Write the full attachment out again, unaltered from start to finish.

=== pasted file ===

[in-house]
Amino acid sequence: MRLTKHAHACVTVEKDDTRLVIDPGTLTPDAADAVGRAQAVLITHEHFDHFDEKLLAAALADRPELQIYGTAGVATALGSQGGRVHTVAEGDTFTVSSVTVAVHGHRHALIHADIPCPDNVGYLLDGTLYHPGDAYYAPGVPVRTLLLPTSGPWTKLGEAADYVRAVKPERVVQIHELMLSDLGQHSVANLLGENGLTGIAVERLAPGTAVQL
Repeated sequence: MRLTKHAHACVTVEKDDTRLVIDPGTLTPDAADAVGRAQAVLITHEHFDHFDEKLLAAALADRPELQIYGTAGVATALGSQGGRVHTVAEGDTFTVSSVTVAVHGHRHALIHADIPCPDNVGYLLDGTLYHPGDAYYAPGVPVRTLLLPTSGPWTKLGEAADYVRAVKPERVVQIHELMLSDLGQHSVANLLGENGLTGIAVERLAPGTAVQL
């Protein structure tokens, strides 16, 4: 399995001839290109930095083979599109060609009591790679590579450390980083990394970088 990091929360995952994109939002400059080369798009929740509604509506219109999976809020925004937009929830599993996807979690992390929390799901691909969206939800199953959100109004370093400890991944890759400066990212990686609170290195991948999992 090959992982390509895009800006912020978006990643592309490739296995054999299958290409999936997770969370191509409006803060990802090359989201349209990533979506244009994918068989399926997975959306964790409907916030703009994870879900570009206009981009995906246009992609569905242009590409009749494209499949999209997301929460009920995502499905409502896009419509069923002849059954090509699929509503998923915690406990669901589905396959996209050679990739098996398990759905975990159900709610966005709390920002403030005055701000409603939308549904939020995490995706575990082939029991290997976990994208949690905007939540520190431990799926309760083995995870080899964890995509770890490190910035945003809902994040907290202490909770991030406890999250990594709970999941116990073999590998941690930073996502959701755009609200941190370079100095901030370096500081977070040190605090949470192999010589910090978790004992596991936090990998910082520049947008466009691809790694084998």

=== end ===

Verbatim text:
[in-house]
Amino acid sequence: MRLTKHAHACVTVEKDDTRLVIDPGTLTPDAADAVGRAQAVLITHEHFDHFDEKLLAAALADRPELQIYGTAGVATALGSQGGRVHTVAEGDTFTVSSVTVAVHGHRHALIHADIPCPDNVGYLLDGTLYHPGDAYYAPGVPVRTLLLPTSGPWTKLGEAADYVRAVKPERVVQIHELMLSDLGQHSVANLLGENGLTGIAVERLAPGTAVQL
Repeated sequence: MRLTKHAHACVTVEKDDTRLVIDPGTLTPDAADAVGRAQAVLITHEHFDHFDEKLLAAALADRPELQIYGTAGVATALGSQGGRVHTVAEGDTFTVSSVTVAVHGHRHALIHADIPCPDNVGYLLDGTLYHPGDAYYAPGVPVRTLLLPTSGPWTKLGEAADYVRAVKPERVVQIHELMLSDLGQHSVANLLGENGLTGIAVERLAPGTAVQL
């Protein structure tokens, strides 16, 4: 399995001839290109930095083979599109060609009591790679590579450390980083990394970088 990091929360995952994109939002400059080369798009929740509604509506219109999976809020925004937009929830599993996807979690992390929390799901691909969206939800199953959100109004370093400890991944890759400066990212990686609170290195991948999992 090959992982390509895009800006912020978006990643592309490739296995054999299958290409999936997770969370191509409006803060990802090359989201349209990533979506244009994918068989399926997975959306964790409907916030703009994870879900570009206009981009995906246009992609569905242009590409009749494209499949999209997301929460009920995502499905409502896009419509069923002849059954090509699929509503998923915690406990669901589905396959996209050679990739098996398990759905975990159900709610966005709390920002403030005055701000409603939308549904939020995490995706575990082939029991290997976990994208949690905007939540520190431990799926309760083995995870080899964890995509770890490190910035945003809902994040907290202490909770991030406890999250990594709970999941116990073999590998941690930073996502959701755009609200941190370079100095901030370096500081977070040190605090949470192999010589910090978790004992596991936090990998910082520049947008466009691809790694084998």